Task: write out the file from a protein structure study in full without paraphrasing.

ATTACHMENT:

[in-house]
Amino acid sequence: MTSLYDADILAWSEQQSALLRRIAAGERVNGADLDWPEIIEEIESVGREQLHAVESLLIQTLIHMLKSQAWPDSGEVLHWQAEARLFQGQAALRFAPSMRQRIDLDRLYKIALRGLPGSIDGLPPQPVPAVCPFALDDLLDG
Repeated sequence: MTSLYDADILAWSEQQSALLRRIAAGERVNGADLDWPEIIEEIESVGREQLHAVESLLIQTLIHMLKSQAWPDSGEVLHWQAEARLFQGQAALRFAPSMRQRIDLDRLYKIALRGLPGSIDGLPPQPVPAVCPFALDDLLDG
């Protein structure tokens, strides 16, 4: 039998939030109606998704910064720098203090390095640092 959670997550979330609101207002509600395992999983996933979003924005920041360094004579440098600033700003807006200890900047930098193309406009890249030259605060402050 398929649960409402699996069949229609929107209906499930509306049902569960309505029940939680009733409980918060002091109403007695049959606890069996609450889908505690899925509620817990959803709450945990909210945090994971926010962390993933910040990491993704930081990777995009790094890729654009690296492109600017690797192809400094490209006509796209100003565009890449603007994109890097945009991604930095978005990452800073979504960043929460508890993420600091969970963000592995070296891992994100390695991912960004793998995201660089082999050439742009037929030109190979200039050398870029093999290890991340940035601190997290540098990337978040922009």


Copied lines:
[in-house]
Amino acid sequence: MTSLYDADILAWSEQQSALLRRIAAGERVNGADLDWPEIIEEIESVGREQLHAVESLLIQTLIHMLKSQAWPDSGEVLHWQAEARLFQGQAALRFAPSMRQRIDLDRLYKIALRGLPGSIDGLPPQPVPAVCPFALDDLLDG
Repeated sequence: MTSLYDADILAWSEQQSALLRRIAAGERVNGADLDWPEIIEEIESVGREQLHAVESLLIQTLIHMLKSQAWPDSGEVLHWQAEARLFQGQAALRFAPSMRQRIDLDRLYKIALRGLPGSIDGLPPQPVPAVCPFALDDLLDG
């Protein structure tokens, strides 16, 4: 039998939030109606998704910064720098203090390095640092 959670997550979330609101207002509600395992999983996933979003924005920041360094004579440098600033700003807006200890900047930098193309406009890249030259605060402050 398929649960409402699996069949229609929107209906499930509306049902569960309505029940939680009733409980918060002091109403007695049959606890069996609450889908505690899925509620817990959803709450945990909210945090994971926010962390993933910040990491993704930081990777995009790094890729654009690296492109600017690797192809400094490209006509796209100003565009890449603007994109890097945009991604930095978005990452800073979504960043929460508890993420600091969970963000592995070296891992994100390695991912960004793998995201660089082999050439742009037929030109190979200039050398870029093999290890991340940035601190997290540098990337978040922009």